Tuesday, December 26, 2006

Her Majesty's Army Demolishes Basra "Gestapo HQ"

The British Warrior Fighting Vehicle (Source: British Army)

Events in the oil-rich, southern Iraqi city of Basra have received relatively little attention in the American media. In part, this is because the province falls under the command of the British, whereas American forces are stationed in al-Anbar (USMC) and Baghdad (U.S. Army). The Christmas day raid of a rogue police unit heavily implicated in torture, executions, and criminal activity has focused attention back on Basra. The raid involved about a thousand British troops and members of the Iraqi Security Forces (not Iraqi Army). After successfully overcoming resistance, allied forces found 127 prisoners crowded into extremely cramped quarters. Many of the prisoners bore marks of torture, and British commanders claimed to posses intelligence that
they faced execution. The prisoners were transferred to another Iraqi detention facility. The police station, dubbed "Gestapo HQ" by some members of the British military, was demolished (see NYT and Times of London for more details).

The British operation was actually the second raid on the station. A year ago, the British bulldozed one of the prison's walls in order to rescue two special forces soldiers who had gone undercover to investigate the rogue unit. Then, as now, a number of Iraqi politicians and commanders condemned the raid. But this time, the British claim to have gotten clearance from the top.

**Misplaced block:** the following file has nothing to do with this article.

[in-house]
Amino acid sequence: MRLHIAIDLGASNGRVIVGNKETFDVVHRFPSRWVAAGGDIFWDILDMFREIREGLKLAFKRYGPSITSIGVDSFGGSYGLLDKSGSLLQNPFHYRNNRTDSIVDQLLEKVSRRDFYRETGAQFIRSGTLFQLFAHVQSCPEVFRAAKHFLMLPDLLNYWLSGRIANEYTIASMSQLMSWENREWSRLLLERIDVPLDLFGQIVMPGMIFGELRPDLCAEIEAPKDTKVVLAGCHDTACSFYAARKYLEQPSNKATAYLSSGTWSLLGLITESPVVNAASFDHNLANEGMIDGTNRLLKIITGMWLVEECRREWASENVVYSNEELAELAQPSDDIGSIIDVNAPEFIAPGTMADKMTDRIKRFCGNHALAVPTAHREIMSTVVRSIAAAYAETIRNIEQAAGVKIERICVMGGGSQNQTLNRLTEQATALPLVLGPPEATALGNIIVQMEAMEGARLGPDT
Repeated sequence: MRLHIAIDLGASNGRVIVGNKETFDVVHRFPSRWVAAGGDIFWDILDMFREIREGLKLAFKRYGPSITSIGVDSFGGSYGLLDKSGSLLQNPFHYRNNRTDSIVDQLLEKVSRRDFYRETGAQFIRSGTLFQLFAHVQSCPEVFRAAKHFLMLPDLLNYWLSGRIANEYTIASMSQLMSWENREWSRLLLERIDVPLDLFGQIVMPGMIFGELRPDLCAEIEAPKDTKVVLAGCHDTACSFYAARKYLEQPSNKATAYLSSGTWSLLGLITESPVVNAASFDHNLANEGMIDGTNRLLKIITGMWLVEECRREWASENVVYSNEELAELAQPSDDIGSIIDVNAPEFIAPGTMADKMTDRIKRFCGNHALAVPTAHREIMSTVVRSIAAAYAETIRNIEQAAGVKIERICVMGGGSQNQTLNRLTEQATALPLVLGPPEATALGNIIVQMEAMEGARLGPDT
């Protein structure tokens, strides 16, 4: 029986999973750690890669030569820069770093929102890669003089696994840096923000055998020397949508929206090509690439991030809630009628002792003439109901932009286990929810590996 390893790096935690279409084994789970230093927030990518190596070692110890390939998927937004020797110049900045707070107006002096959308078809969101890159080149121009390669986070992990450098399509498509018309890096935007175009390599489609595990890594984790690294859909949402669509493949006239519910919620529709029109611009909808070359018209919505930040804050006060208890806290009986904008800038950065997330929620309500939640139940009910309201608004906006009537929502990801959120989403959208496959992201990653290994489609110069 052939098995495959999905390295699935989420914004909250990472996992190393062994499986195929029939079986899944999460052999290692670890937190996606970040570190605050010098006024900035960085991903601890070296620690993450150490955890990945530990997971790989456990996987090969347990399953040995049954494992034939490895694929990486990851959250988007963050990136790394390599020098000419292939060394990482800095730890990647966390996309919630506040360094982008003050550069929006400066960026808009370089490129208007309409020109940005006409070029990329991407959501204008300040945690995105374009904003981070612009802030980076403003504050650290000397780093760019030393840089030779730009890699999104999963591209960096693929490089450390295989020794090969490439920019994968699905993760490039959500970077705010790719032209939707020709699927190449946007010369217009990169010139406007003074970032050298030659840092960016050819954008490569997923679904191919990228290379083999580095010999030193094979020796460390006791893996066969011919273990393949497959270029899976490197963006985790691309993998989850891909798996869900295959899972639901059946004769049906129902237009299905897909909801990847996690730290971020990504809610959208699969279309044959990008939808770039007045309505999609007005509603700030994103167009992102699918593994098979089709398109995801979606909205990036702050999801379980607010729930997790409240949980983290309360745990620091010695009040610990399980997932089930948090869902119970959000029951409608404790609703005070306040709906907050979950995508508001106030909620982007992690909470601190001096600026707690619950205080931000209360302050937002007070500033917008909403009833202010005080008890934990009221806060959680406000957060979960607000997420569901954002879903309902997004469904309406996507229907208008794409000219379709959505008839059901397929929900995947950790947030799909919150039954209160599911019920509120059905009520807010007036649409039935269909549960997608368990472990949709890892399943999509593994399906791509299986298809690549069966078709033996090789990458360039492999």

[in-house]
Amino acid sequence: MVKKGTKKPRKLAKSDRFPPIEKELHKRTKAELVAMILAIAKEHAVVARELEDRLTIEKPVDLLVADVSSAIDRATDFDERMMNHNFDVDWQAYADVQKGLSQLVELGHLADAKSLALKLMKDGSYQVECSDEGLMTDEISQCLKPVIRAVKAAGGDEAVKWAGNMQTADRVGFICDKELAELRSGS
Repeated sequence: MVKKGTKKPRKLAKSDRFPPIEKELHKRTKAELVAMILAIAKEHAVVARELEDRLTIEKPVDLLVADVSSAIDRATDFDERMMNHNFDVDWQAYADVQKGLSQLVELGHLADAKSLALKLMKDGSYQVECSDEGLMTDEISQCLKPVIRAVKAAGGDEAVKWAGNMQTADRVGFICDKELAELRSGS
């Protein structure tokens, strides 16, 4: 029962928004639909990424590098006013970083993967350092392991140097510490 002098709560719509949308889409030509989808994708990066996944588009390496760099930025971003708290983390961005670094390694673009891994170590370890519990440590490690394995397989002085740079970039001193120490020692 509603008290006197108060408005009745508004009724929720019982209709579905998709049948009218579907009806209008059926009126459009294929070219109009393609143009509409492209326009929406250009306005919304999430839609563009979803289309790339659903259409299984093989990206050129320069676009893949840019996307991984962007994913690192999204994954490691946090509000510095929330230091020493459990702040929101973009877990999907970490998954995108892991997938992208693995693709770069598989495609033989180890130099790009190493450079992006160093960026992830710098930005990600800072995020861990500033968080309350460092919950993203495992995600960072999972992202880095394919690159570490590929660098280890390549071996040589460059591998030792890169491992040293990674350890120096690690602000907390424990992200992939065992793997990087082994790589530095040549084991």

The problems in Basra are somewhat different from those in the rest of the country. Because the town is almost entirely Shi'i, there is little sectarian fighting. Rather, it is the site of conflict among various criminal gangs allied with different Shi'a militias. It's unclear how much control the various leaders such as Moktada al-Sadr or Abd al-Aziz al-Hakim have over the local actors. Thus it is possible that even they believe that the criminals running things in Basra were out of control. The operation had backing from both Iraqi PM al-Maliqi as well as the governor of Basra, Mohammad Waeli.

It remains to be seen what the long-term effects of this operation will be. Her Majesty's Armed Forces certainly performed admirably. The British surrounded the target with overwhelming force - five tanks and 40 fighting vehicles, and there were apparently no British casualties. The raid might have taken the enemy by surprise. Instead of engaging the militias on patrols, the Brits gathered intelligence and then entered the city in a massive show of force to launch a pinpoint assault on a specific high-profile target. Symbolically, this is a blow to these local strongmen; if marketed correctly, it might enhance the legitimacy of British-backed big men against the centripetal forces terrorizing the local population with their gang wars.

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